Few Southern dishes have the place of pride at the table as fried chicken. It’s enjoyed throughout Dixie, even in a geographically and culinary diverse region that celebrates shrimp & grits on the Coast, gumbo by the Delta and barbecue in the Carolinas. It has a place of honor on the menus of humble meat ’n’threes throughout the South, as well as gourmet restaurants in the United States’biggest cities who recently discovered trendy Southern cooking thanks to the national farm-to-table movement. Whether prepared by a third-generation cook who is Southern born and bred or by a five star chef who has newly discovered the virtues of macaroni and cheese as a vegetable, fried chicken continues to wow palates and comfort hungry bellies.
As a food-loving city, Chattanooga has an amazing array of restaurants, and an equally amazing array of approaches to this Southern classic. When it comes to measuring whose Southern repertoire has the most grit, there’s no better standard unit of measurement than fried chicken. We suggest you take a Fried Chicken Tour of Chattanooga and taste for yourself which recipe puts the right amount of South in your mouth:
Mount Vernon restaurant has been open for four generations, and the fried chicken they serve today is made with the same recipe introduced all those decades ago. The original owner, Gus Tombras, had run several other restaurants in Chattanooga since moving there in 1905, several of which featured classic Southern fare. That’s quite the pedigree, and one that Hannah Messinger, the youngest member of the Mount Vernon family cites as the secret to the restaurant’s fried chicken. She knows her stuff. Not only has she been involved in Mount Vernon operations, she’s a professional food stylist and recipe writer. “The fact we’ve made the fried chicken this way for so long is something really special,”she said. In a region that loves tradition and family, Mount Vernon’s approach to the South’s signature dish certainly starts with good down-home values.
The Blue Plate
Blue Plate is a downtown favorite right on the riverfront. Named for the original diners that served up meat and vegetables on blue plates that indicated the daily special. They make every dish from scratch, including their famous fried chicken. “The fried chicken is really what we’re known for,”said manager Joseph. “The fried chicken breading is a family recipe. It’s a boneless breast, so you don’t have to worry about picking through bones.”Indeed, that combination of a proven recipe and thoughtful choice of ingredients is what makes Blue Plate many a Chattanoogan’s daily special event.
Bea’s is a classic meat-n-three, complete with lazy-susans to pass around the fresh chowchow. But it’s the fried chicken that’s been bringing customers in for over sixty years, outlasting most of these old family-style restaurants that once filled the city. Doug Bradshaw, one of the co-owners, explained, “I reckon the reason our chicken is so good is because it’s a closely guarded family secret and we’ve cooked it like this for many, many years. We’ve been making it the same way for 65 years. It’s my grandmother’s recipe who started the restaurant.” He now runs the restaurant with his brother, and they see no reason to change what’s been winning over loyal customers since the 1950s.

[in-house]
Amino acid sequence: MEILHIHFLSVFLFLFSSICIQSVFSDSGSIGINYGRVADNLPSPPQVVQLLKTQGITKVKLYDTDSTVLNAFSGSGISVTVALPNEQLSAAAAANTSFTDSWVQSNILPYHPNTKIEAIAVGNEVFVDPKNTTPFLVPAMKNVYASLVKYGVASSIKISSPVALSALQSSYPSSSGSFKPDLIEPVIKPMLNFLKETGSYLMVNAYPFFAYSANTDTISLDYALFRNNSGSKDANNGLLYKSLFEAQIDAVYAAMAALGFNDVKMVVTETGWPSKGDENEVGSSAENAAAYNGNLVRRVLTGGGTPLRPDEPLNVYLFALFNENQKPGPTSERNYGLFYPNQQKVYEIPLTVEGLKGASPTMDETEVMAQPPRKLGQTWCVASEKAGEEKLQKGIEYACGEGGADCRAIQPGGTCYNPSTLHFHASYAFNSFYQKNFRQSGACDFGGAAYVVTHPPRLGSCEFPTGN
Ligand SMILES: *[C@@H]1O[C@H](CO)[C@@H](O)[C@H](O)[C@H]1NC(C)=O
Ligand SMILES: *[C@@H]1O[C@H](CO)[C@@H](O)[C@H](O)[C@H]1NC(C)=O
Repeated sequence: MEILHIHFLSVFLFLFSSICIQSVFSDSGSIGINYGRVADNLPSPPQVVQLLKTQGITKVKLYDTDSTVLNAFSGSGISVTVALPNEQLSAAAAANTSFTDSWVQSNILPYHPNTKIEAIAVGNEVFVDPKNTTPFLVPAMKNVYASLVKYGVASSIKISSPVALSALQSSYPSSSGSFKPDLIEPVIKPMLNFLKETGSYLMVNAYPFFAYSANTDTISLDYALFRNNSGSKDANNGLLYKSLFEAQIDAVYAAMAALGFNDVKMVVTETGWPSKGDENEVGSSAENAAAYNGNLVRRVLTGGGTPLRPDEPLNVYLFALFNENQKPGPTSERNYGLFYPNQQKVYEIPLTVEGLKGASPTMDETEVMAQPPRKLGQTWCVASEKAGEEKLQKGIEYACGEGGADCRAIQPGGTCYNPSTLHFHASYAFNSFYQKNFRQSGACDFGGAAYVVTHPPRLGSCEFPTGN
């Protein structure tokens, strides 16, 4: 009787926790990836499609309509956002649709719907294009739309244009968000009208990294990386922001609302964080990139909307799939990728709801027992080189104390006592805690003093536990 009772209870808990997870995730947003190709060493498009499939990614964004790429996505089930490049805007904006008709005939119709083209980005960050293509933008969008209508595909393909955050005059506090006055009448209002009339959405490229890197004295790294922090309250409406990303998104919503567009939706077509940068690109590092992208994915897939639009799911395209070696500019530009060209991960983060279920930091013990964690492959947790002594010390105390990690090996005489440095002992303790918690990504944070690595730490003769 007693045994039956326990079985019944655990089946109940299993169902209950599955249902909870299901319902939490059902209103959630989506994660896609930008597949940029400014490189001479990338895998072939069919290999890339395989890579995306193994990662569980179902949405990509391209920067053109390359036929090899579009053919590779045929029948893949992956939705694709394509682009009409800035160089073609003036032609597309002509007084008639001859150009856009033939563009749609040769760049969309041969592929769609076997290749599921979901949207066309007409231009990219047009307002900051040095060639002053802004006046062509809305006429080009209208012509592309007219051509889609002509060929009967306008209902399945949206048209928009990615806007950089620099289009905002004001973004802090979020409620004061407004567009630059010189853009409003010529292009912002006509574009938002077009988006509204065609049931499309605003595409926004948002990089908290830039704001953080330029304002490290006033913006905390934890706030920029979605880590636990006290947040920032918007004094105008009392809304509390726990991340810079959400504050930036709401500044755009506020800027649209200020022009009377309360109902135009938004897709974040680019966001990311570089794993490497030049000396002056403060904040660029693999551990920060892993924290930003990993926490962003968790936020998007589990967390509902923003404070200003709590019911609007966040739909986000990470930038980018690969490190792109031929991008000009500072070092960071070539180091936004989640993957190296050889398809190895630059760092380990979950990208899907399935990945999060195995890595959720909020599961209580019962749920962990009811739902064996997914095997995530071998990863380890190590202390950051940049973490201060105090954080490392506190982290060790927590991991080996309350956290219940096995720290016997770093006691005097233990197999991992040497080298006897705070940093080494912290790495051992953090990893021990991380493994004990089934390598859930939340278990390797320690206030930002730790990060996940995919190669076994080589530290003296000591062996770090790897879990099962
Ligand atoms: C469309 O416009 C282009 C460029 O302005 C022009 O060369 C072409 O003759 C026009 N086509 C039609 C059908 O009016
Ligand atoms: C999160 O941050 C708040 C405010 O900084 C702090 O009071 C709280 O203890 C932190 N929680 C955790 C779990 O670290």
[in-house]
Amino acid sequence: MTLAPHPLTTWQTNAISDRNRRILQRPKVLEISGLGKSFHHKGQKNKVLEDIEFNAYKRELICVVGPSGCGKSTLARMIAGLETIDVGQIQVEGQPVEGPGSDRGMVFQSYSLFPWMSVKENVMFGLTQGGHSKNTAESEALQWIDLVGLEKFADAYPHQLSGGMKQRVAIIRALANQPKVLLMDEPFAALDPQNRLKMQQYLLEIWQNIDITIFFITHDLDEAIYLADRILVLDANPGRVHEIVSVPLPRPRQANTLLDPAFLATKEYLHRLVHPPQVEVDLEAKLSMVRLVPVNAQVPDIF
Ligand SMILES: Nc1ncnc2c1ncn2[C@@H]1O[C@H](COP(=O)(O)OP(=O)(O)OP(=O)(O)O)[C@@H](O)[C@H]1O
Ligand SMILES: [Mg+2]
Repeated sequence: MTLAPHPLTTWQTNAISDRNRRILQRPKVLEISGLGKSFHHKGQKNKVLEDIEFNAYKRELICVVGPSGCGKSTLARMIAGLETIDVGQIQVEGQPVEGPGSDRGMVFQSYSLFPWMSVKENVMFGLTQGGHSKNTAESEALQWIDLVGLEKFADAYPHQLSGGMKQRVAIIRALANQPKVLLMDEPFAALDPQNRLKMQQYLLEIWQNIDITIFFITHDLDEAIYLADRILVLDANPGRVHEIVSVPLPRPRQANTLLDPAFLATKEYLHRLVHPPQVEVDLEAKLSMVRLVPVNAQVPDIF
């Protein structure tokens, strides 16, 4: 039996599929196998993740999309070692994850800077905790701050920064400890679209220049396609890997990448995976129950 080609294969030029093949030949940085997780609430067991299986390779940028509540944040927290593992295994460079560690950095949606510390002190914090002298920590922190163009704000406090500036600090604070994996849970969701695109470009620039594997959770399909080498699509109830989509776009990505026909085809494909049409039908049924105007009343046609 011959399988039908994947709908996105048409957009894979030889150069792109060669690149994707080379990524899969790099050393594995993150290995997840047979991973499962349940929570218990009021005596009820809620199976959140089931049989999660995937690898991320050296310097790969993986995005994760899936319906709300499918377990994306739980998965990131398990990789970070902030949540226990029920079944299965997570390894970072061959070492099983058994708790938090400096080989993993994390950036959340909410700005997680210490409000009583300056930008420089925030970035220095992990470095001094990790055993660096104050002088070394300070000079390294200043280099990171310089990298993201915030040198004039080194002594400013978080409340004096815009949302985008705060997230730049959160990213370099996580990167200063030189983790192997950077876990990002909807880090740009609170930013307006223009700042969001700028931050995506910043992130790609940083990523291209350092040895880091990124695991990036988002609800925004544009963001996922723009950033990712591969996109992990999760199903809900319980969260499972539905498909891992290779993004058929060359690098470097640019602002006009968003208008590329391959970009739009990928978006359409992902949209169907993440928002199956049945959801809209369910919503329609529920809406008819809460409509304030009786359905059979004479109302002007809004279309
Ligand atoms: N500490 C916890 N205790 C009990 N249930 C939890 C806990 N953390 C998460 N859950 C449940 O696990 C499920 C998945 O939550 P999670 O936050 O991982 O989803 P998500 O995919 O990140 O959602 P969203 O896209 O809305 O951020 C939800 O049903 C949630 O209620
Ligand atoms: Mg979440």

Champy’s is so confident in its fried chicken that it’s what the entire restaurant is themed around. With multiple locations throughout the South, it brings a Mississippi Delta approach to the classic dish. They put a little extra kick in the seasoning, and because fried chicken is the focus they have an especially wide array of ways too enjoy the bird, from tenders to wings to white meat, dark meat, or half a whole chicken. Right by the University of Tennessee at Chattanooga, it’s rare to pass by and see the patio anything less than absolutely packed.
Public House may buck the trend of family recipes that date back for decades, but we stand by our modern approach to fried chicken. After all, it has a pedigree of its own. Nathan Lindley trained under Frank Stitt, the godfather of contemporary Southern cuisine, at Bottega in Birmingham, Alabama. There he learned how to meld traditional Southern cooking with other culinary influences to take familiar ingredients and flavors in interesting new directions. John Fleer, former chef at Blackberry Farms in Walland, TN, inspired Nathan to brine chicken in sweet tea for a unique balance of flavors that seal in the juices. After a bath in that sweet and tangy brine, we then roll the chicken in a crispy breading and fry it till golden, never too greasy. We pair each plate of fried chicken with a house-made tabasco on the side that’s just the right thickness, vinegar-y bite, and heat to compliment the subtly sweet and powerfully savory chicken. In other words, we took all the things we love most about Southern cooking—the marriage of sweet, tangy, warm, and comforting, and blended it into the ultimate take on fried chicken. Even on our seasonal menu that changes regularly, we always serve up fried chicken. After all, it’s always in season in the South, much like mac n cheese always qualifies as a vegetable. We’d love to share our take on this classic dish with you, as we’ve shared it with so many loyal customers.